08 April 2005
Councils broadly welcomed the extension of the Building Schools for the Future investment programme to primaries. But they are concerned about how it will work and how much control they will retain
Chancellor Gordon Brown has decided to broaden his schools investment plan so that primaries as well as secondaries can benefit. It seems a natural enough extension.
Building Schools for the Future is all about the long-term future of education in England. It is set to transform the state of the country's schools by 2021. So it always seemed strange to deny primaries a place in it.
Nevertheless, Brown's Budget announcement came as a surprise to those involved in the programme.
Partnerships for Schools, the government-backed agency that oversees Building Schools for the Future, says it has not yet been briefed on how the chancellor's £9.4bn of investment for primary schools will be linked into the wider initiative.
PfS chief executive David Goldstone acknowledges that a primary school link-up is 'a possibility' but says his team has yet to discuss the practicalities with the Department for Education and Skills.
Under the secondary schools programme, funding is allocated largely according to social deprivation, so poorer areas receive money first. Wealthier areas might not receive funds until the middle of the next decade. That has proved controversial, and the government might not want to face down Home County local authorities over the primaries element.
Another option would be to give responsibility for funding to the planned local education partnerships between councils, the private sector and the PfS — the 'delivery vehicles' for Building Schools for the Future.
James Stewart, chief executive of Partnerships UK, the pseudo-private agency that jointly owns PfS with the DfES, says he would welcome this. 'When the money does come through in 2007/08, there will be LEPs in existence, and I would like to think they will play some part in delivering the investment programme.'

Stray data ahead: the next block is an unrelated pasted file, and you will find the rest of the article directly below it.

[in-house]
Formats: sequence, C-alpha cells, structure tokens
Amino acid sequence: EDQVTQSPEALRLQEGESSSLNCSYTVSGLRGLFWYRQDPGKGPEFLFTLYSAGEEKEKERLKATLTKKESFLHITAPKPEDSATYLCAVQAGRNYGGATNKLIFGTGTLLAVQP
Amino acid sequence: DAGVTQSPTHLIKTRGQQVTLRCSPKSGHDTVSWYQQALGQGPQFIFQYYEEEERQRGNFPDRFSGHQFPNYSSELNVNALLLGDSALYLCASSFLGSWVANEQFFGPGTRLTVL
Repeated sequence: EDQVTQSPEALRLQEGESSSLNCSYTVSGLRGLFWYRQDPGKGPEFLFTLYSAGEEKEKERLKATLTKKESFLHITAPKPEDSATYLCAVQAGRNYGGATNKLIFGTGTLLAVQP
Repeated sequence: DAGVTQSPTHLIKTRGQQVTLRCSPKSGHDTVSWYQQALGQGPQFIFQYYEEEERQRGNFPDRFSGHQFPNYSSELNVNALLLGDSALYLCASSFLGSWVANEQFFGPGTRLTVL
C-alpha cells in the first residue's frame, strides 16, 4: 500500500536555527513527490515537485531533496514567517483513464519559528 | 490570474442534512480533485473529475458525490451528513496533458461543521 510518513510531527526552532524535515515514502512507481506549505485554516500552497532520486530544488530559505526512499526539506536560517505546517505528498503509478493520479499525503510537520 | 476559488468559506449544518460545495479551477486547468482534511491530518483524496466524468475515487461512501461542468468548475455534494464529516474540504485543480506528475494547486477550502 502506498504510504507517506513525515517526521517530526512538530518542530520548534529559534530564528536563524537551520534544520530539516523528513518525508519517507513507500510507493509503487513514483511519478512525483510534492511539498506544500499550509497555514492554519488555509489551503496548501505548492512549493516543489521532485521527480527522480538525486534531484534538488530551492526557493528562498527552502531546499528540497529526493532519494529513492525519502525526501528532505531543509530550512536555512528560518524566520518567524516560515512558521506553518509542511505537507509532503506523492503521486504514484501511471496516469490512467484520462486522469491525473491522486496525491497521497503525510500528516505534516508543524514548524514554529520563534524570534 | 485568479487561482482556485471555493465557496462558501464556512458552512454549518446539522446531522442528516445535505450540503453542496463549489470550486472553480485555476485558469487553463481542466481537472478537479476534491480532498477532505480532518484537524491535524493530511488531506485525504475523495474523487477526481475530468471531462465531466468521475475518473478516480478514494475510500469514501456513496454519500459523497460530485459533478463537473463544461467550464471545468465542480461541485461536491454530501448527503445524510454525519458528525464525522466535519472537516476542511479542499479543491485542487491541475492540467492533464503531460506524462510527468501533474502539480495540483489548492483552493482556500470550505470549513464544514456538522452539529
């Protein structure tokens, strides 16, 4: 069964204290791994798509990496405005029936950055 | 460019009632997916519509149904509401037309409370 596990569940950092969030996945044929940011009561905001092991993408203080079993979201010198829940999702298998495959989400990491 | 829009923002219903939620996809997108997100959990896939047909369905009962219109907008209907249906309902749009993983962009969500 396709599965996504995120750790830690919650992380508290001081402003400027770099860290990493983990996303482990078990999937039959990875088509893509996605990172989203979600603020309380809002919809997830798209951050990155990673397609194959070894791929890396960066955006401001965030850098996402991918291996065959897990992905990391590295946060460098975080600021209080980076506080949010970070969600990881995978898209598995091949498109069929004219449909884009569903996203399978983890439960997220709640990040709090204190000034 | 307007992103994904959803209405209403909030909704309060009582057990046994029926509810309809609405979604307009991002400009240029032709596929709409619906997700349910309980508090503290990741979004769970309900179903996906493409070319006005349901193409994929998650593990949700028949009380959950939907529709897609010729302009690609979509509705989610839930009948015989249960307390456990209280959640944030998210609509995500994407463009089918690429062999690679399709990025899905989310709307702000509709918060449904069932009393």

Much will depend on the health of the existing secondary schools programme. The progress of Building Schools for the Future has not been quite as swift — or as smooth — as the government hoped.
All bids are now in from England's local authorities. A total of 20 in the second and third waves of the programme will develop £4.4bn of projects, aiming to reach financial close in 2006/07 and 2007/08.
This is in addition to the 16 pathfinder and first-wave authorities due to sign up to £2.2bn of schemes in 2005/06. So about a quarter of the UK's councils are now formally linked into the programme.
But not everybody is happy about what PfS is asking them to do. In particular, councils are concerned that the plans are not affordable and require too much support. They also fear that LEPs would dilute local accountability over education policy.
Knowsley Metropolitan Borough Council is one of the first wave councils. Steve Mumby, speaking before he left his post as the council's director of education, said: 'We do not have an LEP, nor do we intend to have one.'
Other councils are eschewing the LEP model in favour of tried and tested Private Finance Initiative schemes.
For authorities experienced in large procurements, many of which are part of the first three waves, there seems to be little reason to adopt the complex LEP model. Stoke-on-Trent City Council, for example, has been given PfS's backing to proceed on this basis.
For its part, PfS insists there is no difference of opinion between the bulk of councils and officials at the centre. Goldstone says the LEP model was designed for projects that need to be delivered in phases over a prolonged period, using both the PFI and conventional capital funding.
'There are authorities where those circumstances do not apply — where there are clearly defined investment requirements that can be delivered through one procurement and one contract, not requiring a long-term strategic relationship,' he says.
Industry professionals comment that resistance to the LEP model will abate as the programme develops.
The majority of councils in the first wave have unusually strong procurement teams. That, along with the social deprivation levels in their areas, is why they have been chosen.
As Building Schools for the Future rolls forward, less competent and less confident teams will become the norm, and the dilution of local decision-making power will be more acceptable if the result is more efficient procurement.
So James Stewart's prediction of a primary schools programme delivered in large part by LEPs could be realised after all.
Mark Hellowell is editor of Public Private Finance